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Have you ever stopped to think about how much you’re reading? I’m referring to reading in general, short-form or long-form. I was at a networking event this morning. Yes, I am networking in the midst of COVID-19. We all had on our masks, social distancing, etc. It was very interesting. In a number of the conversations I was a part of, people said they know their industries well.

Yesterday, I was talking on the phone with the head of a speaker’s bureau. He asked me what book I’m currently reading. I shared with him. Then I turned around and asked him if he asks a lot of people that same question. He said he does but is amazed at the number of people who don’t have an answer.

Wow, that struck me. I have always prided myself on reading and particularly, long-form reading. I am not talking about short-form reading which is Internet articles, social media posts, articles you read on websites, etc. Long-form is like the old magazine, newspaper or actual book. I’ve caught myself the last couple months throughout COVID-19 not doing enough long-form reading. I admit that I have not been committed to it. Beside my desk, there must be a stack of probably 15 to 20 books that I’ve told people I’m going to read. They are all books sent from author friends of mine who want me to write a review for them. Well, I’ll never write a review on a book I’ve never read, so I need to read the book – each and every one of the them.

I definitely have a lot of reading to do. It struck me recently that I am not spending enough time doing long-form reading. I pride myself on long-form reading, rather than short-term because that’s what helps. It helps me to have deeper conversation with people. Short-form reading just gives me a broad cross-section. This morning, for example, at the networking event, I was able to ask people relevant questions to their specific industries. That was really cool. I was good, but it wasn’t like I was a master in the industry. It challenged me on something that I remember reading years ago. It said that if you spend 30 minutes a day reading on your industry for 30 days, you’ll become an expert. Actually, you begin spending 30 minutes a day for six months or two years. If that’s the case, then screw it! All of us would say we don’t have that kind of time. I say 30 days because very few people are even doing that.

Starting this weekend, I am challenging myself to get back into long-form reading by spending 30 minutes a day minimum reading long-form. That doesn’t include short-form, because that kind of reading is different and needs to be separate. I am only talking about long-form reading, where you read books and really dig in and try to understand and learn. I think that’s how we really begin to bring more value to the people we come in contact with and connect with them. It enables us to have more conversations.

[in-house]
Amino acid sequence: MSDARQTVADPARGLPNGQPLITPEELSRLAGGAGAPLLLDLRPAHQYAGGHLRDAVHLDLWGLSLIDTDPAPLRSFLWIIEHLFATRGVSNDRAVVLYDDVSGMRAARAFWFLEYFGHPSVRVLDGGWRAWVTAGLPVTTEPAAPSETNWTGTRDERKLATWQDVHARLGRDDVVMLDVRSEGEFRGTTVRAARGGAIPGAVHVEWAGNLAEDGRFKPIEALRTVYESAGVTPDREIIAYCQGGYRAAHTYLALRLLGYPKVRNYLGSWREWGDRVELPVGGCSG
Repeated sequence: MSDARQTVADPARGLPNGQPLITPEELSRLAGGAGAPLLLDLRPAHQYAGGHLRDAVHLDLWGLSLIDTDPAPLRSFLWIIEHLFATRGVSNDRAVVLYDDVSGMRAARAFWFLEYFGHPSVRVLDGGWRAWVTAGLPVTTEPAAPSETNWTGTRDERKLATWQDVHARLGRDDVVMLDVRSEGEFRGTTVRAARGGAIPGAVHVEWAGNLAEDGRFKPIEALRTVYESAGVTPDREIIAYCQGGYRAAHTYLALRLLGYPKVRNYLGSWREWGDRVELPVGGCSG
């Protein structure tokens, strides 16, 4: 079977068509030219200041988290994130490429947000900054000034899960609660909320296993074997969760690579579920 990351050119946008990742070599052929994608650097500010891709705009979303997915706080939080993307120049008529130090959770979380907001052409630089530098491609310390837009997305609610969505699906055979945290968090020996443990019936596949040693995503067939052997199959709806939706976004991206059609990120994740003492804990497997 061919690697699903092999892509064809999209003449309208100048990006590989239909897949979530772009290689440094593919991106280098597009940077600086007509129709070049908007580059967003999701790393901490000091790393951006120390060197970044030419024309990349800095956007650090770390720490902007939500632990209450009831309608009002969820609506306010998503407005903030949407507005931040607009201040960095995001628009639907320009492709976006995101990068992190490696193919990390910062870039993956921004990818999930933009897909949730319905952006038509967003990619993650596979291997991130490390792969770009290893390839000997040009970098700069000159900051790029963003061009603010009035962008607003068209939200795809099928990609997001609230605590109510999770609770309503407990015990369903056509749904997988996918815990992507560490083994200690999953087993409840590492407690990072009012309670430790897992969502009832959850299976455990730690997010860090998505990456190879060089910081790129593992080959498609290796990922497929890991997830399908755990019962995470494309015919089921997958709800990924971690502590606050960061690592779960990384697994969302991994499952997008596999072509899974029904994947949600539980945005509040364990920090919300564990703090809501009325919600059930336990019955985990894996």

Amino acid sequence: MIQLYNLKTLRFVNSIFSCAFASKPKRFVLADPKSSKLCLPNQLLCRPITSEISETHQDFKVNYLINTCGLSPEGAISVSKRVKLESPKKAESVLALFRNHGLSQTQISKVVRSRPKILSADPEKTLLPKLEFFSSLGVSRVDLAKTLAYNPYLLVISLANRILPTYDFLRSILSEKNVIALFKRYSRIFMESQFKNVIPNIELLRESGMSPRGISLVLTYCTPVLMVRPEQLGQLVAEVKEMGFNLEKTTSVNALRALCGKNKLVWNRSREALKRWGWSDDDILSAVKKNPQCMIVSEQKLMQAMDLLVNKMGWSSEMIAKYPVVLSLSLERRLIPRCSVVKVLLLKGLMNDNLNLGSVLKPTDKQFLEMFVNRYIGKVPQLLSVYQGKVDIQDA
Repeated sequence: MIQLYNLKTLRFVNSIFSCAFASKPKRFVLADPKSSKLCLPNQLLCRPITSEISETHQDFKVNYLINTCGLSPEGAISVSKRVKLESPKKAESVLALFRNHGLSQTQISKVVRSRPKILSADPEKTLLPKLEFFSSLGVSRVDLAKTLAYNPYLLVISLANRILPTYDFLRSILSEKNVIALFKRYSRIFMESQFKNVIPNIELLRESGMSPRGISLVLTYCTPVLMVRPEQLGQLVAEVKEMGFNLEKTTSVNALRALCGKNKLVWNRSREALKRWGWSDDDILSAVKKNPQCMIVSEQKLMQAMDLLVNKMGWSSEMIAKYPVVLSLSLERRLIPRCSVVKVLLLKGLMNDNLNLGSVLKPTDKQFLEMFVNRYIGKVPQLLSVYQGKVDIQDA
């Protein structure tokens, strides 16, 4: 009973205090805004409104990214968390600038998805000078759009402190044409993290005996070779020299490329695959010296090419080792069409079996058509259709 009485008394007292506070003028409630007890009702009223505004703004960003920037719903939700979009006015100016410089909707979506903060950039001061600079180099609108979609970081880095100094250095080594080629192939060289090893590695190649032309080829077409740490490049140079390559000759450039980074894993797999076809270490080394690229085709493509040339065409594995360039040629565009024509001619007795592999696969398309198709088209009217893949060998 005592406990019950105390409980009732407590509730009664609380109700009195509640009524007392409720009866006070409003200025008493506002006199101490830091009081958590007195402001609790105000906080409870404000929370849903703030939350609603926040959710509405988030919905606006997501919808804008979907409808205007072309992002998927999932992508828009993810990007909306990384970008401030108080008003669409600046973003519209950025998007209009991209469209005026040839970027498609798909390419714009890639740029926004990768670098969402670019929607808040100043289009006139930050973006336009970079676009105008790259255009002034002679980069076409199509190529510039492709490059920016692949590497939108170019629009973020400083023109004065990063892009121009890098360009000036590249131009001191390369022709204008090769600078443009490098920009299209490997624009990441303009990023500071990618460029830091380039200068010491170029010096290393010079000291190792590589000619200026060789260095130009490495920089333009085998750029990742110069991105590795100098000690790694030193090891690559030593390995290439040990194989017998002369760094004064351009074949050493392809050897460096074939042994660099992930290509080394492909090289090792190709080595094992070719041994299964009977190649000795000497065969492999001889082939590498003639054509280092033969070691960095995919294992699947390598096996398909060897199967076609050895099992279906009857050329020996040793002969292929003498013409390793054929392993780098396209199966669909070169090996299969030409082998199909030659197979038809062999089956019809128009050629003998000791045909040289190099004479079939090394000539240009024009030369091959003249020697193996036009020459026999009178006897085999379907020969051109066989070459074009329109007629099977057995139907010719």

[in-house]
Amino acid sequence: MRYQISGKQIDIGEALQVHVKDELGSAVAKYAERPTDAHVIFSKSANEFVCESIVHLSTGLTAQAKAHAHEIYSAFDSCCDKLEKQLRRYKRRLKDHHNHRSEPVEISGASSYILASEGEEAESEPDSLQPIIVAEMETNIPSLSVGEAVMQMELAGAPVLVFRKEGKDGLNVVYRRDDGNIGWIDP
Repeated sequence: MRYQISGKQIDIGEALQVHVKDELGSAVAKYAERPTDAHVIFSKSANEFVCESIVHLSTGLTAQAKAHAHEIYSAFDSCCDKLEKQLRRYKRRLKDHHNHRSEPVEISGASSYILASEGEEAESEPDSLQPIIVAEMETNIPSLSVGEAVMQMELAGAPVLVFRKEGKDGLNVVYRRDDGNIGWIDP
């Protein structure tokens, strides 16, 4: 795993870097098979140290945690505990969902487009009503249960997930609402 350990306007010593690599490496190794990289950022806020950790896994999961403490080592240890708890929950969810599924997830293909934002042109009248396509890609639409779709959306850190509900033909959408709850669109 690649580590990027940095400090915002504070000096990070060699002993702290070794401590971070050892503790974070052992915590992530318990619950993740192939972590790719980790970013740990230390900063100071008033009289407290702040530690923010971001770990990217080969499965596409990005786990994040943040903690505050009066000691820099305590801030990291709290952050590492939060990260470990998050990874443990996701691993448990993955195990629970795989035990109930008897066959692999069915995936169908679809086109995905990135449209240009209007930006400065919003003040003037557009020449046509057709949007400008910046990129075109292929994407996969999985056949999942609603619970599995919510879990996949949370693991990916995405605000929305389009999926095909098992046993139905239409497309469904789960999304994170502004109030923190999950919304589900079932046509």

Last night, I was on a phone call with two members of a board that I am on. They are physicians on the board, actually. The two of them started to have a little side discussion in the middle of our conversation. Thankfully, I was able to jump in on it because hey, I’ve had a chance to do enough reading. I knew what they were talking about. Knowledge opens up a tremendous amount of doors.

Now, I’ll close with something about Warren Buffet. You know, he just turned 90. I live in Omaha where he lives with his sidekick of 97 years of age. A few years ago, they were being interviewed and asked the question: what are you reading? The books they called out were unbelievable. It was like, wait, hold it. These guys are in their 90s, 80s. They don’t need to be reading, but they said they’ve just never learned enough. Wow. Man, do we need to be learning more? We can do so by reading more.

 Will you join me in the challenge to read more? Let’s get after it! I am going to commit to reading more not to become arrogant or cocky, but to be a person of interest who can have a conversation and not control. Instead of controlling the conversation, I want to engage with people and have them share with me. That way, when I leave the conversation, I’ve learned something and gained even just one small nugget of knowledge. The information I read turns into a conversation that allows me to learn even more.

Copyright 2020, Mark Hunter “The Sales Hunter” Sales Motivation Blog.  Mark Hunter is the author of A Mind for Sales and High-Profit Prospecting: Powerful Strategies to Find the Best Leads and Drive Breakthrough Sales Results.

 

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